Sunday, February 10, 2013

tr*nnygate: i did something unkind and i wanna talk about it

I did something bad. The other day, on Thursday, I said the word tranny in a tweet and it upset some people. Then when these people said that was an offensive word my posture was "whatever, I'm going to say it even more." That wasn't nice of me at all. This was my tweet:

There are two elements of backstory on my part which are not excuses, not at all, but they might help inform some of my where I'm coming from: I only have four trans* (I'm using the term trans* because that's what these people on twitter said to use) friends but we use this word and we text each other "What's up, tranny?" if that informs a bit where I'm coming from. And those people's perspective doesn't mean that every person should have that perspective. Another piece of my story is that there are a few internet people in particular who have repeatedly had problems with things I say and because my story involves authority figures whom I could never make happy and who often critiqued my words, that sort of critique even now sends me to a primal place where I feel like my autonomy and identity are threatened and I feel like I need to assert the fact that I'm my own person, because some key players in my past were intent on silencing me. So when I started being told not to say tranny some of that panic came to the surface for me, that whole undercurrent of "this again, I'm being told to disappear and acquiesce." I didn't realize this at the time. I was like "eff that, I'm going to say it even more." It even encouraged me that no one expressing offense was an actual trans* person and that several trans* people expressed amusement and support. And here is another thing about me, and I am not saying this is an excuse for my behavior, but for some reason it's difficult for me when people who do not belong to a marginalized group take on that group's agenda and become deeply offended on that group's behalf. I wish I could explain it better and I know it's probably rooted in my story again as every last damn thing always is, and it also has something to do with the manner in which they take offense. @TwoFriars said it really well on Thursday, they used the terms "planting a flag of self-righteous indignation" vs. "encouraging virtue in each other." When someone acts out of what feels like self-righteous indignation and not in a way to try to make room for the backstory of the offending party, that is very difficult for me. It has something to do with my story and the ways that my motives weren't given credence but I was judged and punished based on my actions, and the people who did the punishing had boundaries that kept moving. I never knew where the line was. So all of that acts up in me when I see people who appear intent on being indignant for the sake of shaming someone without being interested in encouraging virtue in each other. And maybe the worst part is that I totally did this on Thursday. I didn't make any room for the offended parties' story. I only paid attention to my territory. I think this was a big part of the problem.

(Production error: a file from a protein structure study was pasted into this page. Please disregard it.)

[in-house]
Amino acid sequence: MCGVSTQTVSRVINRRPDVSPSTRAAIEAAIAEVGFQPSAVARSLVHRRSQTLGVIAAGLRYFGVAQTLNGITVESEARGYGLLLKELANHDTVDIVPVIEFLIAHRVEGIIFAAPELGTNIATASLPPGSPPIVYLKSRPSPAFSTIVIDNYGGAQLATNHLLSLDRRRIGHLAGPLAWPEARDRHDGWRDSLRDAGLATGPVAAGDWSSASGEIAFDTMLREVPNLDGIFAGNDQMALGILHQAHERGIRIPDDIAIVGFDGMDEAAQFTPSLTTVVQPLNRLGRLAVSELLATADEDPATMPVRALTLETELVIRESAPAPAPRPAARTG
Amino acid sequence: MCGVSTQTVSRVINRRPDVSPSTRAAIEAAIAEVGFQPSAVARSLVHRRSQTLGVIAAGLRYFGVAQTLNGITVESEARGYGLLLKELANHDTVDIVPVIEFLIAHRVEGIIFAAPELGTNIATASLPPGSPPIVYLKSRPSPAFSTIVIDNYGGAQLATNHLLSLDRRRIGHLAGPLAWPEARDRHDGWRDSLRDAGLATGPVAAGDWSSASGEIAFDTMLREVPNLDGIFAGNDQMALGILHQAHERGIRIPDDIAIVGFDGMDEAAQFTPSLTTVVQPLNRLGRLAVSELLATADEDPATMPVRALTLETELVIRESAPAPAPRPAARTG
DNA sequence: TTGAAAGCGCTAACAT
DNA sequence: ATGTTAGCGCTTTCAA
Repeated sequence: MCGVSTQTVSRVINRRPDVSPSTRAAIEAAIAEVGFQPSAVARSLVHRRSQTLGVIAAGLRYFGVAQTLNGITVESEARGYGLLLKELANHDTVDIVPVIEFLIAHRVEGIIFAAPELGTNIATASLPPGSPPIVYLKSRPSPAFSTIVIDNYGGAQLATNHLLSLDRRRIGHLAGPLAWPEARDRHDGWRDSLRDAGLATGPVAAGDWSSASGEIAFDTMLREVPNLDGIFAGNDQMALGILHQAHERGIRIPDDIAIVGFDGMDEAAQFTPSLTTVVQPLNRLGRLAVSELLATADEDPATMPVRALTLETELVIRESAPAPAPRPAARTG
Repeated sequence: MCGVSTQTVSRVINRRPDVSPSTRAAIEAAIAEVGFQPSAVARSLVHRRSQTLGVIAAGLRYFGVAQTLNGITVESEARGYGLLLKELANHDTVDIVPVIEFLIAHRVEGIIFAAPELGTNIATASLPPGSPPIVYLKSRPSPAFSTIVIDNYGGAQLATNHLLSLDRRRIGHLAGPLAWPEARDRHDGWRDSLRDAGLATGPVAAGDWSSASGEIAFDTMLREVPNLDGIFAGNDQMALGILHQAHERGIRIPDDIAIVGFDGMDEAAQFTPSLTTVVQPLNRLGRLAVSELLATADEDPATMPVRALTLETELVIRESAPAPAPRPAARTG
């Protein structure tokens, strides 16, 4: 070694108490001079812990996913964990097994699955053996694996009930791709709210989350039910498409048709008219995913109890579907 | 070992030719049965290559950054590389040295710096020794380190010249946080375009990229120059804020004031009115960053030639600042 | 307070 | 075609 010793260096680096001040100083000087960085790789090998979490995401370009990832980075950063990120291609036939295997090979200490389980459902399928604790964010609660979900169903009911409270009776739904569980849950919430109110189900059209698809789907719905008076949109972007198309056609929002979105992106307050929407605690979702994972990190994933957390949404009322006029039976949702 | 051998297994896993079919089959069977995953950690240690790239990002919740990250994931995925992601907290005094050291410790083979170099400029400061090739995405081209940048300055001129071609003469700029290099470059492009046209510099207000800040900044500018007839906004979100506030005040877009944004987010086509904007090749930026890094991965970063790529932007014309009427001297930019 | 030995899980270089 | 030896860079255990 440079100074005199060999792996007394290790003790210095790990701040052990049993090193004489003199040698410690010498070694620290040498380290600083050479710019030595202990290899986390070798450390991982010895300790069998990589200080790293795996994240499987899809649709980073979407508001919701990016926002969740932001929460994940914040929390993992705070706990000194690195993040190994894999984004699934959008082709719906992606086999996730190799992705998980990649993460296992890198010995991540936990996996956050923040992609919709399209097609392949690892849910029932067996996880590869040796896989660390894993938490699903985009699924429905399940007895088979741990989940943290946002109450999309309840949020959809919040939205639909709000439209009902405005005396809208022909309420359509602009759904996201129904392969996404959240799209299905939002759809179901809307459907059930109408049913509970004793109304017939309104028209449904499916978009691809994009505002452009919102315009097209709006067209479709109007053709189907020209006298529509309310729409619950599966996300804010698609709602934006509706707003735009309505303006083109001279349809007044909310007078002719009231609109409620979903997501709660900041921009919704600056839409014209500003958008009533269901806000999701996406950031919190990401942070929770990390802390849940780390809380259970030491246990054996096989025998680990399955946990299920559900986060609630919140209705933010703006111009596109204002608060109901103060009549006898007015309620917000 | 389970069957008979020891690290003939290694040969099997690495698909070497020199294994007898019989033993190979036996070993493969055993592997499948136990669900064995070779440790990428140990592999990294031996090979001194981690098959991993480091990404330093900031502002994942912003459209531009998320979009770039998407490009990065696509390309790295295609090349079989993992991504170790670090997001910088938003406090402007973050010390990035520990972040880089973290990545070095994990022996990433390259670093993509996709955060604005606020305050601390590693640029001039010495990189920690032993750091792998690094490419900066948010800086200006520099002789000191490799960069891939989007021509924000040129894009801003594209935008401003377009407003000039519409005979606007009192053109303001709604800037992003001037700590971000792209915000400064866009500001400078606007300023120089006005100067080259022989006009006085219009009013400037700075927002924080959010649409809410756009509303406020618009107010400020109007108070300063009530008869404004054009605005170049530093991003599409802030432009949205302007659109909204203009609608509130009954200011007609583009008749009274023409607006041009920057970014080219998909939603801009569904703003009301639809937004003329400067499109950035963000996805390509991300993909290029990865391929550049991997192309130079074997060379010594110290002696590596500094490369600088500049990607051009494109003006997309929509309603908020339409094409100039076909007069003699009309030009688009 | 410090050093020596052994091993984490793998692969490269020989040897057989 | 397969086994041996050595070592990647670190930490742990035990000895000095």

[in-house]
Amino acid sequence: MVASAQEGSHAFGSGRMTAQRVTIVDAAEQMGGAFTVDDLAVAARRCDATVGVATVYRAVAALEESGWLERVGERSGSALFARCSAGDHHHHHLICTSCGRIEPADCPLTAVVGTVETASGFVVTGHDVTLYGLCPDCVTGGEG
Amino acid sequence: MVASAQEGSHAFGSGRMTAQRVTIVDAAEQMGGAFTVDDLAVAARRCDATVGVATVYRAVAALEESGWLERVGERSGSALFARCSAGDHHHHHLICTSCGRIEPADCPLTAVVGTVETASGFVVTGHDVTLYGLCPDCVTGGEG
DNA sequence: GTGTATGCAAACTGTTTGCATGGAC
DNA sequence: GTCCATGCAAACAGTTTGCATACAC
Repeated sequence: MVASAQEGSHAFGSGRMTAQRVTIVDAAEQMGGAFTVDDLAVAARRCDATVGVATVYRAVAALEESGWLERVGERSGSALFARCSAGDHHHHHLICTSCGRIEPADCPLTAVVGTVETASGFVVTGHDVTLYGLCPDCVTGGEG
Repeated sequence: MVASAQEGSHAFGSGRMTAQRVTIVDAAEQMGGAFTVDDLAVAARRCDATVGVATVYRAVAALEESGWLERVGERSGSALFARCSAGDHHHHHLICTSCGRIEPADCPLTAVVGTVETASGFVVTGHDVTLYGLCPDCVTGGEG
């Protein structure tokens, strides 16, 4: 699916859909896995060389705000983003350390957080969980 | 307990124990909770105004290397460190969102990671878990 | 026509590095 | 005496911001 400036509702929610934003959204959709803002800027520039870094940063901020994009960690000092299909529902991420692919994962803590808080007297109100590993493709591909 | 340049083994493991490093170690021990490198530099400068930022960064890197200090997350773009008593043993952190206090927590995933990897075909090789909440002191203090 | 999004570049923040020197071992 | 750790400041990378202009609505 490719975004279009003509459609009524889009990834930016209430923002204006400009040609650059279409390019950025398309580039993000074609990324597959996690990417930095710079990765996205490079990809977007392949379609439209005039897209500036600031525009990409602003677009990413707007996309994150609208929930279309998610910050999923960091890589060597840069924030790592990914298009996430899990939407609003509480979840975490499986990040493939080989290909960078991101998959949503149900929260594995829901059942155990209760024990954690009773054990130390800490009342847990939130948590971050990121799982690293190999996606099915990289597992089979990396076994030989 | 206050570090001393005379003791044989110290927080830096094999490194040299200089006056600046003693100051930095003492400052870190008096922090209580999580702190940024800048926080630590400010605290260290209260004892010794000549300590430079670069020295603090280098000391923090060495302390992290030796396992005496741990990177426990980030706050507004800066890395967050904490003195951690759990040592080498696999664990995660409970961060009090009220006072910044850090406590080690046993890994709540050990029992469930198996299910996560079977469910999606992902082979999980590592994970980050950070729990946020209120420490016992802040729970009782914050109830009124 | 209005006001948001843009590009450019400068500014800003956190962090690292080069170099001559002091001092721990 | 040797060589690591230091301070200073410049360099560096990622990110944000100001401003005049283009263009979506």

So when the tweets started flying all of this was acting up for me. I felt panic that my right to expression was being threatened in some way. It doesn't mean my right to express myself was actually being threatened but it felt to me very realistically that it was, because of my story. And this is what I think happened for the people who were upset by my tweets. I was reminding them of their abusers. I was being insensitive to them and to their story. I wasn't acting out of curiosity towards what they've been through and how my actions affect them. I was in survival mode, as dramatic as that sounds, because I was being strongly reminded of times I had to fight to maintain my sense of self. And this was happening on their side too. My words and my insistent posture were reminding them of when they had to fight to maintain their senses of self. It was a really bad scene.

I tweeted a question on Facebook and one of my trans* friends responded saying trans* people aren't offended by that word (the screencap of that is here). I felt affirmed and smug. Then a trans* ally tweeted me this: